LEDs: Cool Light
Light emitting diodes are an inexpensive source of light for instrument, panel and task lighting. They offer a choice of colors and even “white” LEDs are now affordable. They have no filaments to burn out, and efficiencies have grown to the point that some are amazingly bright.
Sometimes so bright, you’d like to be able to dim them.
Less current : less light
LEDs are current driven devices. Fewer amps in means fewer photons out. But we don’t generally power LEDs from a true current source. The vast majority of power supplies are voltage sources, and that’s what we usually find powering LEDs.
Of course, it’s not quite that simple
The relationship between current and voltage in an LED is non-linear. As the voltage increases from zero there is only a trickle of current and no noticeable light. At about a volt and a half (we’re talking red LEDs here) the current begins to increase appreciably and the first glimmers appear. At two volts the LED is bright and with a fraction more it’s very bright. Once over about 2.2 volts, the current rapidly soars beyond safe operation. The LED soon overheats and dies.
Nonetheless, you can power an LED directly from a voltage source if you control the voltage carefully, but there are problems. As the temperature of the LED changes the operating voltage for constant light output changes. Generally we would prefer that the light levels stay put. Further, if you parallel a number of LEDs and power them directly from a voltage source, they won’t all have the same light output. Each will have a slightly different operating voltage for the same light output. All in all, powering LEDs directly from a voltage source is not such a good idea.
So make it act linear
The usual approach is to put a resistor in series with the LED. The combination is still non-linear, but in a much more well behaved manner. In fact, over the range of safe operating current, it acts incrementally linear.
The catch is that it wastes power. If a 12 volt supply is powering a single LED-resistor combination, 2 volts goes to the LED and 10 to the resistor. Only one sixth of the power makes it to the LED.
If you only have a few LEDs this is not a big deal. If you’re lighting several panels you may have a couple hundred LEDs. Depending upon your budget and power supplies, this may become a big deal.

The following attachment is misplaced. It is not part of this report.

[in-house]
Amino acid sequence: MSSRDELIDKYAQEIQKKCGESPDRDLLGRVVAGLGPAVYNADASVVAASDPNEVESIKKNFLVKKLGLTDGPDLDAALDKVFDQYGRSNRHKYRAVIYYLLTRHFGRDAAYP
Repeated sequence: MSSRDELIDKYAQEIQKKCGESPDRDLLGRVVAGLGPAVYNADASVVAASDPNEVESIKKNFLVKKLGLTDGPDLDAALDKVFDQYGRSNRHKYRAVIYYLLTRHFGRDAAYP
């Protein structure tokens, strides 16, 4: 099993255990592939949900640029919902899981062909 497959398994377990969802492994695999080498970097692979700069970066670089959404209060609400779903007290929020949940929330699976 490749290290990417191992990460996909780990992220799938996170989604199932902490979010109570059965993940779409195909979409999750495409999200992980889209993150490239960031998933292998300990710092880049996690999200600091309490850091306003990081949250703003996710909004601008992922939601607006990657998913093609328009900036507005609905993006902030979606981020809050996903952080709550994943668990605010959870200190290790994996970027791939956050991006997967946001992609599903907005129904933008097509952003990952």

There are several approaches with varying degrees of complexity that address this. An effective compromise between complexity and efficiency is to place several LEDs in series with a single resistor. If four LEDs are placed in series, two thirds of the power makes it to the LEDs, quite an improvement.
Back to dimming LEDs
If you simply reduce the voltage to a resistor-LED series combination, you will dim the LED. The slight hiccup is that the LEDs will not begin to light up until there’s about 1.5 volts across each LED. If you have four LEDs in series, the power supply has to be cranked up to 6 volts to get those red photons started.
So if you’ve got a 0 to 12 volt variable power supply dimming your 4-LED chain, you have to turn the knob half way around before you get some action. A subtle point, to be sure, but an important one to the true dimming aficionado.
Here’s an inexpensive dimmer that starts at about 5.6 volts and goes up to 2 volts below the supply voltage. It uses readily available parts and can supply up to an amp of lighting current if the 7805 has an adequate heat sink. You could have up to about 50 groups of four LEDs, although the 7805 may start to get a bit toasty.
Not all LEDs have the same forward voltage drop. The 2.0~2.2 volts common for red LEDs is not shared by all LEDs. Blue and white LEDs may have up to 5 volts across them when operating normally, although 3.5 volts is more common. If you want to use this dimmer circuit with 3.5 volt blue or white LEDs, put just two LEDs in series and use 150 ohm resistors in place of the 82 ohm units.